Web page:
Lipsky called his five days with Wallace “the best conversation [he’s] ever had.” From the standpoint of conversations in film, The End of the Tour ranks up there. Over the course of one business trip – and may the simplicity of the plot be a lesson to screenwriters everywhere – egos clash, souls are bared, and, with the exception of a coda that’s a bit too on-the-nose, Wallace’s life and career are tactfully honored without being sentimentally eulogized. The result is a bolt of truth, a near-masterpiece of compassion and introspection. Grade: A
It’s unfortunate that this promising debut from actor-turned-director Joel Edgerton bears so much resemblance to Michel Haneke’s Caché, one of my all-time favorite films. In both, a bourgeois couple receives ominous “gifts” on their doorstep, resulting in profound disquietude and, eventually, a rift in the couple’s marriage as shady dealings in the husband’s past come to the fore. Haneke’s film is a masterpiece of slow-burn tension and so much more: a commentary on the troubled history of Franco-Algerian relations, cinematic spectatorship, and the material differences between film and video, and these are probably just scratching the surface. Edgerton’s film unsurprisingly pales in comparison, as do most movies, but its shortcomings are thrown in bolder relief because of its narrative similarity to Caché. A moralist fable told in broad strokes, The Gift is a much more straightforward picture, taking atmospheric cues from David Fincher’s Gone Girl and Steven Soderbergh’s Side Effects without the former’s political subversiveness or the latter’s unorthodox narrative structure.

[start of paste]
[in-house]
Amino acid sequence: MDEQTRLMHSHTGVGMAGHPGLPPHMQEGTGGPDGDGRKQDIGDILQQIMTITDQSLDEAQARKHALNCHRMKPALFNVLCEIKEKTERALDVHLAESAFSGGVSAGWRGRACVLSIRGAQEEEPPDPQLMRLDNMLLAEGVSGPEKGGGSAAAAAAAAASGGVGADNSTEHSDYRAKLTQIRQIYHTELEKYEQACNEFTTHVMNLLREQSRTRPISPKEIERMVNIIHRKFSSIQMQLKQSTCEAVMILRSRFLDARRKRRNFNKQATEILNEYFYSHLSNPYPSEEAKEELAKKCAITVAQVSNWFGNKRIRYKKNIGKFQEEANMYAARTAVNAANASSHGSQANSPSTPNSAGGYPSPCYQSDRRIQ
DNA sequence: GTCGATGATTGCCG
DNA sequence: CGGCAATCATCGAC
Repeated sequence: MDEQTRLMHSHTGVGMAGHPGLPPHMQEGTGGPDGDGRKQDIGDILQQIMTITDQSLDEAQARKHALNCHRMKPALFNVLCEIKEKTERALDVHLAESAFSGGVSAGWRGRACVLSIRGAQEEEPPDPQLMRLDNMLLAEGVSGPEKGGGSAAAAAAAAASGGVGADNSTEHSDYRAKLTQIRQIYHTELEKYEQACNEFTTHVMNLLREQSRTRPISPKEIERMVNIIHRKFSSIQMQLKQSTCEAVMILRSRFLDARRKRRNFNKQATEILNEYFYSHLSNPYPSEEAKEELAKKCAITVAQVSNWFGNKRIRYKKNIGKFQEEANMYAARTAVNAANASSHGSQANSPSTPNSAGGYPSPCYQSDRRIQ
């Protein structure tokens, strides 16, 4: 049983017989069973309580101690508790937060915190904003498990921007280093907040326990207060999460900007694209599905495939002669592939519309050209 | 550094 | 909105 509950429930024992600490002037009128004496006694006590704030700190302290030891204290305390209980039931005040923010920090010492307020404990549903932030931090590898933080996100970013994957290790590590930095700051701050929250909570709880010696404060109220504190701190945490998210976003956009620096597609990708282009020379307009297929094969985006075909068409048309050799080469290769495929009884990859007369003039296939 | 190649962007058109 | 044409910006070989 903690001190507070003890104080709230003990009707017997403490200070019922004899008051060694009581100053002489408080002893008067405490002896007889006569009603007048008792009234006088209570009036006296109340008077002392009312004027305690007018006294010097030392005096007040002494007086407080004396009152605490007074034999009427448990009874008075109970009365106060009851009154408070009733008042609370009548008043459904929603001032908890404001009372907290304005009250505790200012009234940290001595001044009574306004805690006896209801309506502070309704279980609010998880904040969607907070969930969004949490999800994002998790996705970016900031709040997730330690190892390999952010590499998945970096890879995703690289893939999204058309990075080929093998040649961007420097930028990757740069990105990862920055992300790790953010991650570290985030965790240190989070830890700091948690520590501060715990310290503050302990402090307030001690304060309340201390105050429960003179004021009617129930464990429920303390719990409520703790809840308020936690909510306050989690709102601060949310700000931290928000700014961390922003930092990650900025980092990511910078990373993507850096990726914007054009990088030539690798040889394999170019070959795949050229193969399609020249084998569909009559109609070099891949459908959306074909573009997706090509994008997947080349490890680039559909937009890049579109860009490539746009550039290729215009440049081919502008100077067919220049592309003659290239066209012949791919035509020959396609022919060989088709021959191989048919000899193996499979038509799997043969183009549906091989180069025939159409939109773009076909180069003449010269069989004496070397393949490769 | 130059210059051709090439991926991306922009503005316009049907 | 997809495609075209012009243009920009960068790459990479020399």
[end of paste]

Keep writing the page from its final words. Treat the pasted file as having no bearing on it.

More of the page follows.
Still, the whole package is taut with suspense thanks to a satisfying sense of pace (the film doesn’t rush into the meaty plot twists, it takes its time); strong performances by Rebecca Hall and Jason Bateman as the couple, Joel Edgerton as the unwelcome gift-giver; and other elements that rise above the occasion of the seasonal genre-movie workout. On this last point, we have scenes of subtle class critique in which idle talk among the rich and the powerful is depicted as glib and cruel, as well as the ingeniously window-filled architecture of the couple’s home that doubles as a voyeurism magnet, leaving the characters sitting ducks and us utterly terrified. Sure the film reverts to jump scares from time-to-time, and the nature of the rug-pulling finale makes us hyper-aware of the film’s constructedness; we realize The Gift was contrived to thrill but not to resonate very far beyond that. As far as summer thrillers go, however, this one may be worth renting once it leaves theaters. Grade: B